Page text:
These values are something that have turned games into the phenomena they are today. Almost all games are given a “feel” of a story now (what most gamers know as the “campaign” mode). They have directors and actors and have a story to tell (some better than others). In fact, some games these days are literally made to feel like they are a movie; from comic story ones like The Walking Dead to war ones like Call of Duty: Advanced Warefar (starring Kevin Spacey btw), to one of my favorites The Last of Us, which is so well made, that the sentimental and dramatic scenes of it are unlike any other.
Games are reaching a new level now, one that more people can relate to, play and enjoy, no matter what their age. And its because they’re more than just jump, shoot, run… they’re a story. They have what we love in books, in shows and in movies. They are accompanied by amazing music. And when produced well, your playing them is seamless, making you feel more than any book or movie could, that you are actually part of the story.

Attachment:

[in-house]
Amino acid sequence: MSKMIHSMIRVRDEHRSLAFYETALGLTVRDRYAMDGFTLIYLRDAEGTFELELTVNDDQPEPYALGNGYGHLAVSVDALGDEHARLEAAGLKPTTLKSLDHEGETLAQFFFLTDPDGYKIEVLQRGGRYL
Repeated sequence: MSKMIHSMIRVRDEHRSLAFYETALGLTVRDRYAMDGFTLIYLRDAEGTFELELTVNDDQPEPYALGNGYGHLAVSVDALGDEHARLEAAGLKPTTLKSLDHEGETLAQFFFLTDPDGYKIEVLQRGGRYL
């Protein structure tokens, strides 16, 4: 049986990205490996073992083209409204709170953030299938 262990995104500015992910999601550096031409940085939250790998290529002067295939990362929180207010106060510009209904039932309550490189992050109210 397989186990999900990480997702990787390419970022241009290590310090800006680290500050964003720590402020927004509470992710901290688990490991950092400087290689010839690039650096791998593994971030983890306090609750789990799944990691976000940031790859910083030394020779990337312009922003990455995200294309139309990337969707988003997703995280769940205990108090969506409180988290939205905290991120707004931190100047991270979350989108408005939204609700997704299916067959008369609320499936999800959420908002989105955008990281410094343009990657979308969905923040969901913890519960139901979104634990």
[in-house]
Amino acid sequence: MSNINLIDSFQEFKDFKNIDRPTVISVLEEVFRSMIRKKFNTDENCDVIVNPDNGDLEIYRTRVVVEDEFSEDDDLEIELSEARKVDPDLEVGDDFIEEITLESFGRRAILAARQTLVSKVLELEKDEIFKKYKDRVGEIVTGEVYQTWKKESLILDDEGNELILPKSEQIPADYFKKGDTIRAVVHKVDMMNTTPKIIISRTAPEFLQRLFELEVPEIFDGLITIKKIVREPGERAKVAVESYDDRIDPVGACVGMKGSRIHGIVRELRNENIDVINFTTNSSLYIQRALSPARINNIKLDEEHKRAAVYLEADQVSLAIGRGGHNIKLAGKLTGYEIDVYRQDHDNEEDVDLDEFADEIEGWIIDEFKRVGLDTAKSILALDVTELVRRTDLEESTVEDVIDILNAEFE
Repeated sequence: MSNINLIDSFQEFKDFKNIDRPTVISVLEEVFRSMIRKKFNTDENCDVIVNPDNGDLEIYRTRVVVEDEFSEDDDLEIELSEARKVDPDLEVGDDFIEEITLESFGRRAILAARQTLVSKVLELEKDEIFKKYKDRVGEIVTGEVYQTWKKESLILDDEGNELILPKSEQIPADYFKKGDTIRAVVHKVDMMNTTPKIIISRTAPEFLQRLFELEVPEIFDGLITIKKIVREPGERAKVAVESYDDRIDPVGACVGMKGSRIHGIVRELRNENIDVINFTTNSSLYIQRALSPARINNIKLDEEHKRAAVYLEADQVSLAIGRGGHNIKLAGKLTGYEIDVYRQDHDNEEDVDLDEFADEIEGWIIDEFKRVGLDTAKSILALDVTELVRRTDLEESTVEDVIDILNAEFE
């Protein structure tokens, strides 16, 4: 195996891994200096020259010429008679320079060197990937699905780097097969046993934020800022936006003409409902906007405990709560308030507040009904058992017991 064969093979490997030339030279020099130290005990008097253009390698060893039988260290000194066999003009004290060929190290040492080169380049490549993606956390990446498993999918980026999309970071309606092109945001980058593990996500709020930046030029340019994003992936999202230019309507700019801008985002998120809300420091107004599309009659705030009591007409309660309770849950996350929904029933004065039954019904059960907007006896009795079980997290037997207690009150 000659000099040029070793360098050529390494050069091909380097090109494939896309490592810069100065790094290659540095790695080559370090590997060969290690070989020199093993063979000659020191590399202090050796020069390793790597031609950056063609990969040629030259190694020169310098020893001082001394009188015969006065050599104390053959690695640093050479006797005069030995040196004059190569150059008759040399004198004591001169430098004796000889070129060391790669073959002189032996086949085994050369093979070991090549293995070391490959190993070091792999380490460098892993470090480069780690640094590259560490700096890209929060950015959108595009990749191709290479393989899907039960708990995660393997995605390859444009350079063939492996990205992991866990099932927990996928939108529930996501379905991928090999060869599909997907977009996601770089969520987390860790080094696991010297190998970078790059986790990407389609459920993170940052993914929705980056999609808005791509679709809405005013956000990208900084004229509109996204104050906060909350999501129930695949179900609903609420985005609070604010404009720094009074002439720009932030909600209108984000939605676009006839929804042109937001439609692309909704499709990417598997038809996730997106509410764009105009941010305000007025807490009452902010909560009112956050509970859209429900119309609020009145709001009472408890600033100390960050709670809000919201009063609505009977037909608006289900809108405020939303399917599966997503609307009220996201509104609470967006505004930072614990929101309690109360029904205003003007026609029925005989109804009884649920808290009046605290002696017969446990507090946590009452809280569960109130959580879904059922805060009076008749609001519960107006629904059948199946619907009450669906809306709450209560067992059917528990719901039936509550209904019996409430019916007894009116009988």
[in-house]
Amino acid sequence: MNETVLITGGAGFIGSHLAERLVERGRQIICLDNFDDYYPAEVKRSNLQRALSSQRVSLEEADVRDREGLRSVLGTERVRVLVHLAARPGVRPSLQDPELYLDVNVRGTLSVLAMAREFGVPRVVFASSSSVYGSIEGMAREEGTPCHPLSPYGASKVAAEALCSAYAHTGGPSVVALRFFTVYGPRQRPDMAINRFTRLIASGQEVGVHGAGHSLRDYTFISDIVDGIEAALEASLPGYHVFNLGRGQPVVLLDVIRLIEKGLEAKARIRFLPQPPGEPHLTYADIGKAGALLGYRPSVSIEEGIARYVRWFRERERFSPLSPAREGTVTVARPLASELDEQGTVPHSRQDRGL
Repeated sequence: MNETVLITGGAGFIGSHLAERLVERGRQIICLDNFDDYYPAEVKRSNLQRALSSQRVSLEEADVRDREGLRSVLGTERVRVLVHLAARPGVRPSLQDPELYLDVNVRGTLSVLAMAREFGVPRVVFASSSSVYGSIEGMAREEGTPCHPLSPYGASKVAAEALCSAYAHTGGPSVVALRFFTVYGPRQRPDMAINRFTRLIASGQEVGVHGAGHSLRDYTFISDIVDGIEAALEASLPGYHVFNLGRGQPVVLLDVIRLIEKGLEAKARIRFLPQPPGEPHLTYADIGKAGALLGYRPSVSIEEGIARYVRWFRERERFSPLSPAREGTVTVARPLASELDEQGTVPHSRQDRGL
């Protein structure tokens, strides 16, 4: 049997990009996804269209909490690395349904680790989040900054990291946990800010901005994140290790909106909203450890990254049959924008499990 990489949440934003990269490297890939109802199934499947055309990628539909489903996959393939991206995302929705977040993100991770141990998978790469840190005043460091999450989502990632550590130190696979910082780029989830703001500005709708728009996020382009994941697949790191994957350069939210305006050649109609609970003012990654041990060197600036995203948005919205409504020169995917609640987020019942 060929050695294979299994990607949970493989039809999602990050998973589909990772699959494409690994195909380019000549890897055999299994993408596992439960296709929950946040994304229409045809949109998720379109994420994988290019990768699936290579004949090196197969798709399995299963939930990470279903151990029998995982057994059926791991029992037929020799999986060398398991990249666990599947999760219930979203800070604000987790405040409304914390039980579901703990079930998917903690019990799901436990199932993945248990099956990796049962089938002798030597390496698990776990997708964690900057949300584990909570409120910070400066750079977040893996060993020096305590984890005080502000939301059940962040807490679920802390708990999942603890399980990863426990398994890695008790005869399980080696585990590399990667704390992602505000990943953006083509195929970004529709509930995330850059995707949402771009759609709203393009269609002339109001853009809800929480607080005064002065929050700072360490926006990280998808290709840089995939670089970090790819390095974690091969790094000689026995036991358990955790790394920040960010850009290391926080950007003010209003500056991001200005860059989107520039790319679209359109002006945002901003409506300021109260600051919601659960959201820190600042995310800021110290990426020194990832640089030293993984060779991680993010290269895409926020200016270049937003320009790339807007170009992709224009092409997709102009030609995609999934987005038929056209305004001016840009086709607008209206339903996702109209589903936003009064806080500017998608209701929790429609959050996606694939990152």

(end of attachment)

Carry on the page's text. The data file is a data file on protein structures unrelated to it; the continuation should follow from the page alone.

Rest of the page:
As I come to the end of this, I come to the importance of this game in my life. My mentioning of the games cinematic values is the key thing here… somehow, these must have resinated inside me. Because as I grew older, my love for film grew. I went to film school. I worked in film and television production for 5 years. I’ve written short stories and scripts. I’ve shot a couple personal shorts. My daydreams always have a cinematic feel to them. It’s who I am. And whenever I think of where it all began, I come back to this memory.
Between that, and my love for video games themselves; to see how they started from the game Pong, to Super Metroid, up to what they have become now… well, it makes me feel lucky to be able to play these games. It makes me feel fortunate to have experienced the games I have, and excited for what’s to come. More importantly, I’m lucky to be part of this generation… Generation Pong.
(for more Generation Pong stories/memories, check out my other articles here at Don’t Forget A Towel)